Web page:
Wednesday, September 03 2014

Extreme far right group protest outside Facebook trial


The Huddersfield Daily Examiner has reported on a protest by an extreme far right group which took place outside a court during the trial of a teenager, Azhar Ahmed. Ahmed has been found guilty of posting offensive messages on Facebook following the deaths of six British soldiers.

From the local paper:

“A far right anti-Islam group descended on the Huddersfield trial of man [sic] accused of insulting British troops on Facebook.

“Combined Ex-Forces (CXF), a Liverpool-based splinter group of the English Defence League, demonstrated outside Kirklees Magistrates Court yesterday as Azhar Ahmed, 20, stood trial.


“The group claims to be a paramilitary organisation dedicated to exposing and defeating the enemies of British people.


“More than 30 members gathered by the steps of the court with a large Union Flag.


“A large number of police officers were on duty around the court building, with mounted police patrolling the area as Ahmed arrived for his trial.


“One CXF member, who went into the trial, was ejected by police officers after refusing to leave.


“The CXF mission statement says: “Unite the Right, GSTQ (God Save The Queen), NSFE (No Surrender For Ever), FGAU (For God and Ulster).


“It goes on: “Combined Ex Forces will be on duty in every town in every part of Britain ready, willing and able to protect its countries men, women and children, every day 24/7.”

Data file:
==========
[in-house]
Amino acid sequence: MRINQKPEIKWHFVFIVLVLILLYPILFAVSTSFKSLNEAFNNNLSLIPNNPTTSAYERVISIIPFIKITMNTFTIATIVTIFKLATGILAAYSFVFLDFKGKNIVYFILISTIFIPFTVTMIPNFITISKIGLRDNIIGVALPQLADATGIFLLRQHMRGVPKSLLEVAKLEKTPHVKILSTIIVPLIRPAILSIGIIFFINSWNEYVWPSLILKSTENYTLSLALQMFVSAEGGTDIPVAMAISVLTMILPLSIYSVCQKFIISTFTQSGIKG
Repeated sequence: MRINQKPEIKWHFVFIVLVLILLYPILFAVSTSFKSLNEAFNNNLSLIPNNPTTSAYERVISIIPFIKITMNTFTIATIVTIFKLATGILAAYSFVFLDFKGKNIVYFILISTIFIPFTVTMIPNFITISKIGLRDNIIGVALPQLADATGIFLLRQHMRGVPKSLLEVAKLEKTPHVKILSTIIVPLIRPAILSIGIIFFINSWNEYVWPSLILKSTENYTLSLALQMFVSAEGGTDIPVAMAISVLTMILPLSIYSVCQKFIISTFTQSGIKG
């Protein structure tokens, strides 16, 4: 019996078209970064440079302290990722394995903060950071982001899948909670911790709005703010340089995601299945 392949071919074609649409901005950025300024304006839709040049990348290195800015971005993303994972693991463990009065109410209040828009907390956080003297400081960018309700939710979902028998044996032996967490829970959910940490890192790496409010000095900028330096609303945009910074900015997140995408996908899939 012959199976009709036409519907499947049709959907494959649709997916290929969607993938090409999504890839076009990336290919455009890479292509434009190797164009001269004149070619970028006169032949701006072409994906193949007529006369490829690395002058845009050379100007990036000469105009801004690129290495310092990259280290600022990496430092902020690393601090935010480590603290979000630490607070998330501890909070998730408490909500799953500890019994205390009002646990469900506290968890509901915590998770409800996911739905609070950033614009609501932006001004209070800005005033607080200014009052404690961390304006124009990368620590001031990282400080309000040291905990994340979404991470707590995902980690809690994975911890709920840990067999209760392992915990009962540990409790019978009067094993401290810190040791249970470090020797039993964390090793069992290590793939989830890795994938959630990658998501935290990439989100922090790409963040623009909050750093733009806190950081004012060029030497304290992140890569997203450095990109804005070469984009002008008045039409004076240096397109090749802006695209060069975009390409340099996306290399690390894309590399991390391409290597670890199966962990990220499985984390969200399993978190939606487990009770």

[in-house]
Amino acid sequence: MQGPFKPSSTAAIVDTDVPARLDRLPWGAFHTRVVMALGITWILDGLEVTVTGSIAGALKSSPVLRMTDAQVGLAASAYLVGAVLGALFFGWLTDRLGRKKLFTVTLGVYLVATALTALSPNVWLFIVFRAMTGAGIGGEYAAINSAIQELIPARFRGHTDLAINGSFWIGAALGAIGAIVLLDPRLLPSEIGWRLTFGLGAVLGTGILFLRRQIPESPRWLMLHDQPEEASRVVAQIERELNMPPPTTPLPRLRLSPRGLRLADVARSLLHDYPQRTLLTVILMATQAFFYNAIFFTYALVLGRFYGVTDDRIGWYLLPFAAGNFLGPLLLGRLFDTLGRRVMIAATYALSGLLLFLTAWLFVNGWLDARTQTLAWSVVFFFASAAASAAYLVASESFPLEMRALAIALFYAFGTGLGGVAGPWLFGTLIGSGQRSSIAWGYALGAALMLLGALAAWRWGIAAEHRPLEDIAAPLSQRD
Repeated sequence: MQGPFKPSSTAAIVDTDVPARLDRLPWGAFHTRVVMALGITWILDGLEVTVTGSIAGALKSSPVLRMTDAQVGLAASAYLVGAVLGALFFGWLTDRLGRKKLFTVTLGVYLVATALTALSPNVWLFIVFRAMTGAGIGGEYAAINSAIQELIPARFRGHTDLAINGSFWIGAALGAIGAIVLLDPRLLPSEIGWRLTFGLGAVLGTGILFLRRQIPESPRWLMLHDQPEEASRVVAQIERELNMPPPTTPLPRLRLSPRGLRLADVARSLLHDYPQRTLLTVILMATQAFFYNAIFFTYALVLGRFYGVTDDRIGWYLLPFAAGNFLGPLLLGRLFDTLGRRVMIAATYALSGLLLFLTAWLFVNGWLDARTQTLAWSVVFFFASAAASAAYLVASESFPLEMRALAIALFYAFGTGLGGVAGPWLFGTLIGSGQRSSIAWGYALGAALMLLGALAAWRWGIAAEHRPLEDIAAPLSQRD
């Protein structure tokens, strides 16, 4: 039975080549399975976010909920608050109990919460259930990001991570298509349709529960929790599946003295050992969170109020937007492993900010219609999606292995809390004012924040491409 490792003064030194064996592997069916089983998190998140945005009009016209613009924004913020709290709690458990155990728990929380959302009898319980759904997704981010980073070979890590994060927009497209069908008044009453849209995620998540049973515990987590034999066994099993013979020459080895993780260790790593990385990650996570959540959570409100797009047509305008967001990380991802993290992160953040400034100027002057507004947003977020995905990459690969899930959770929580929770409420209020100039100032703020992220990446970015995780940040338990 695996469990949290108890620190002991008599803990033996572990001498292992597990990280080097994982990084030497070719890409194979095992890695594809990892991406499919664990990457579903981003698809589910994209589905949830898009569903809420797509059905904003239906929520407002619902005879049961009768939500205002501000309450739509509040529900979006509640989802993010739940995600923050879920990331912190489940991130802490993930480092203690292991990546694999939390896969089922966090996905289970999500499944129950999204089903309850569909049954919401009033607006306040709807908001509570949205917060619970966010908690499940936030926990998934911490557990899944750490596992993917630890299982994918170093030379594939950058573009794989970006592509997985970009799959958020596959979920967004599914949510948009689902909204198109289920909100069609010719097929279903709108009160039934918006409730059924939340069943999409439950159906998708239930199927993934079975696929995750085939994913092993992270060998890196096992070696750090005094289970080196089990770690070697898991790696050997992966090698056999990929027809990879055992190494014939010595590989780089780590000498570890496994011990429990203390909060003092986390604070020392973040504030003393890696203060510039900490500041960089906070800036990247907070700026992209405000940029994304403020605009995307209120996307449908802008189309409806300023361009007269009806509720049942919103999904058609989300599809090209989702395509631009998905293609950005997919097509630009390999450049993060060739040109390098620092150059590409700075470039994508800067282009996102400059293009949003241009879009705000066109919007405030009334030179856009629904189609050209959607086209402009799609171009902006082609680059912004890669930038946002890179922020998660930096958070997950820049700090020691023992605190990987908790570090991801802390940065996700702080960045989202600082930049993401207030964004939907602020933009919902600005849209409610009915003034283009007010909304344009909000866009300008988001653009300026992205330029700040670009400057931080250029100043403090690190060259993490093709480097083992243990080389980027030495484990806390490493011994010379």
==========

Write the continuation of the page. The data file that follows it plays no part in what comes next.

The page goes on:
A police spokesman said that the protest “passed without incident”.

The charge of sending ‘grossly offensive’ communication comes under the Communications Act 2003, whereby one is guilty if he “sends by means of a public electronic communications network a message or other matter that is grossly offensive or of an indecent, obscene or menacing character”. The substance of the legislation would appear to be quite subjective- who determines what is grossly offensive/indecent/obscene/menacing? It would appear from previous cases of convictions under this legislation that Ahmed has the right to appeal, though there is currently no indication as to whether Ahmed will appeal his conviction.

One only needs to glance at the Facebook page of the CXF- the group who protested at the trial, to realise the unmoderated incitement to hatred against Muslims as well as anti-Semitic commentary and incitement to violence as well as other ‘grossly offensive’ material that is being espoused by the group, whose images and comments make “muzzie scum” appear like a relatively mild remark. If Ahmed was put on trial for sending grossly offensive communication, it is a mystery why groups such as the CXF which are clearly known to the police have not been investigated and individuals are not also being put on trial for posting such material. As Bob Pitt at Islamophobia Watch has commented on the case, “is it only Muslims who are prosecuted for posting Facebook messages that are "grossly offensive or of an indecent, obscene or menacing character"?”









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